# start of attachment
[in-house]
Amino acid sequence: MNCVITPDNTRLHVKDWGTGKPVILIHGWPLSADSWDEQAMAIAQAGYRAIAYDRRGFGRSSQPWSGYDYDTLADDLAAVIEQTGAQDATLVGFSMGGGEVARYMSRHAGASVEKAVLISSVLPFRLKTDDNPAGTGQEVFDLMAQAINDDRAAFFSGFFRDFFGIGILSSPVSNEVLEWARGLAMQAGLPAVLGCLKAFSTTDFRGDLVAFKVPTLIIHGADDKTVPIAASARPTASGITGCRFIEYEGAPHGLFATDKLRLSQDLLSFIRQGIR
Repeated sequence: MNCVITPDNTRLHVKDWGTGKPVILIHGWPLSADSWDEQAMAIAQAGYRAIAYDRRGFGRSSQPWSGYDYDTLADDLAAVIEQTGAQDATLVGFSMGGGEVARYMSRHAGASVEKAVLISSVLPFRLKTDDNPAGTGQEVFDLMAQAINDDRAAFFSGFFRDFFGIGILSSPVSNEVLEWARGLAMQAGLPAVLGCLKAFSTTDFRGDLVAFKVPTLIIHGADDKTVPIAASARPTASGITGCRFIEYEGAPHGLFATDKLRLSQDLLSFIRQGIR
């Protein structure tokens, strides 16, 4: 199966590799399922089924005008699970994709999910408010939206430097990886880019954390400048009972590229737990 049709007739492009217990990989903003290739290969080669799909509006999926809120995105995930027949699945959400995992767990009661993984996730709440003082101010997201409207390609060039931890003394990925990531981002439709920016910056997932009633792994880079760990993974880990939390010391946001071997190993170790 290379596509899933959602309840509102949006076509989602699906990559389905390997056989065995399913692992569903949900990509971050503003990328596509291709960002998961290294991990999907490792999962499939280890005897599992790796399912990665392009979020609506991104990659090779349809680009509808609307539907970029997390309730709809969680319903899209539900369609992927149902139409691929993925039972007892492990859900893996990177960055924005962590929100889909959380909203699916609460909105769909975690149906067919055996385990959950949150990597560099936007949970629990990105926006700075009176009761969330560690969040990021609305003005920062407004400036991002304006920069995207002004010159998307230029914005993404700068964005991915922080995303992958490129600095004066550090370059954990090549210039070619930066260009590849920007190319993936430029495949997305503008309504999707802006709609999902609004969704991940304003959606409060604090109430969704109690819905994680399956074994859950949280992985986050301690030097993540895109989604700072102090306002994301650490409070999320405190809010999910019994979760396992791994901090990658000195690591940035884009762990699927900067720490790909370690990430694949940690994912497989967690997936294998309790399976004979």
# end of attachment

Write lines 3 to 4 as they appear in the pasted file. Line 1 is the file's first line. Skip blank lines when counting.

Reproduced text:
Repeated sequence: MNCVITPDNTRLHVKDWGTGKPVILIHGWPLSADSWDEQAMAIAQAGYRAIAYDRRGFGRSSQPWSGYDYDTLADDLAAVIEQTGAQDATLVGFSMGGGEVARYMSRHAGASVEKAVLISSVLPFRLKTDDNPAGTGQEVFDLMAQAINDDRAAFFSGFFRDFFGIGILSSPVSNEVLEWARGLAMQAGLPAVLGCLKAFSTTDFRGDLVAFKVPTLIIHGADDKTVPIAASARPTASGITGCRFIEYEGAPHGLFATDKLRLSQDLLSFIRQGIR
């Protein structure tokens, strides 16, 4: 199966590799399922089924005008699970994709999910408010939206430097990886880019954390400048009972590229737990 049709007739492009217990990989903003290739290969080669799909509006999926809120995105995930027949699945959400995992767990009661993984996730709440003082101010997201409207390609060039931890003394990925990531981002439709920016910056997932009633792994880079760990993974880990939390010391946001071997190993170790 290379596509899933959602309840509102949006076509989602699906990559389905390997056989065995399913692992569903949900990509971050503003990328596509291709960002998961290294991990999907490792999962499939280890005897599992790796399912990665392009979020609506991104990659090779349809680009509808609307539907970029997390309730709809969680319903899209539900369609992927149902139409691929993925039972007892492990859900893996990177960055924005962590929100889909959380909203699916609460909105769909975690149906067919055996385990959950949150990597560099936007949970629990990105926006700075009176009761969330560690969040990021609305003005920062407004400036991002304006920069995207002004010159998307230029914005993404700068964005991915922080995303992958490129600095004066550090370059954990090549210039070619930066260009590849920007190319993936430029495949997305503008309504999707802006709609999902609004969704991940304003959606409060604090109430969704109690819905994680399956074994859950949280992985986050301690030097993540895109989604700072102090306002994301650490409070999320405190809010999910019994979760396992791994901090990658000195690591940035884009762990699927900067720490790909370690990430694949940690994912497989967690997936294998309790399976004979």